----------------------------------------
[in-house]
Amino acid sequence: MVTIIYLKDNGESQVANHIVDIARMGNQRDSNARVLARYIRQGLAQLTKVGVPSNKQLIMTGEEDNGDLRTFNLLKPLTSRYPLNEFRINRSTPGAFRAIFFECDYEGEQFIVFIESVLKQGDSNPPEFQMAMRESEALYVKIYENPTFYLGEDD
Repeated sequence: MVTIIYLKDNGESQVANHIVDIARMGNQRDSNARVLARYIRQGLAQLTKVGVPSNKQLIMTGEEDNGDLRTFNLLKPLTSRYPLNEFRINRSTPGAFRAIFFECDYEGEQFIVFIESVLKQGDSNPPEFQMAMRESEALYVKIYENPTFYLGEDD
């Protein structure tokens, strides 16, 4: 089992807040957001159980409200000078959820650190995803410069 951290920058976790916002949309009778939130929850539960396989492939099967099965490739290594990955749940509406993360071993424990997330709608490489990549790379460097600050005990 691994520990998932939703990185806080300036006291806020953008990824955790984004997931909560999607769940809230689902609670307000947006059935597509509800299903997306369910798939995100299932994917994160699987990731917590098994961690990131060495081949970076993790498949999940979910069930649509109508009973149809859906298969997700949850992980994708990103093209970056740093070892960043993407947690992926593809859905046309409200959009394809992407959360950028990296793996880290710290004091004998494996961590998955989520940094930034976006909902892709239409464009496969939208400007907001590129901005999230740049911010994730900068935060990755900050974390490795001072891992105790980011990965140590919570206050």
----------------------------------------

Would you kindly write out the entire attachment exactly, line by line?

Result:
[in-house]
Amino acid sequence: MVTIIYLKDNGESQVANHIVDIARMGNQRDSNARVLARYIRQGLAQLTKVGVPSNKQLIMTGEEDNGDLRTFNLLKPLTSRYPLNEFRINRSTPGAFRAIFFECDYEGEQFIVFIESVLKQGDSNPPEFQMAMRESEALYVKIYENPTFYLGEDD
Repeated sequence: MVTIIYLKDNGESQVANHIVDIARMGNQRDSNARVLARYIRQGLAQLTKVGVPSNKQLIMTGEEDNGDLRTFNLLKPLTSRYPLNEFRINRSTPGAFRAIFFECDYEGEQFIVFIESVLKQGDSNPPEFQMAMRESEALYVKIYENPTFYLGEDD
């Protein structure tokens, strides 16, 4: 089992807040957001159980409200000078959820650190995803410069 951290920058976790916002949309009778939130929850539960396989492939099967099965490739290594990955749940509406993360071993424990997330709608490489990549790379460097600050005990 691994520990998932939703990185806080300036006291806020953008990824955790984004997931909560999607769940809230689902609670307000947006059935597509509800299903997306369910798939995100299932994917994160699987990731917590098994961690990131060495081949970076993790498949999940979910069930649509109508009973149809859906298969997700949850992980994708990103093209970056740093070892960043993407947690992926593809859905046309409200959009394809992407959360950028990296793996880290710290004091004998494996961590998955989520940094930034976006909902892709239409464009496969939208400007907001590129901005999230740049911010994730900068935060990755900050974390490795001072891992105790980011990965140590919570206050």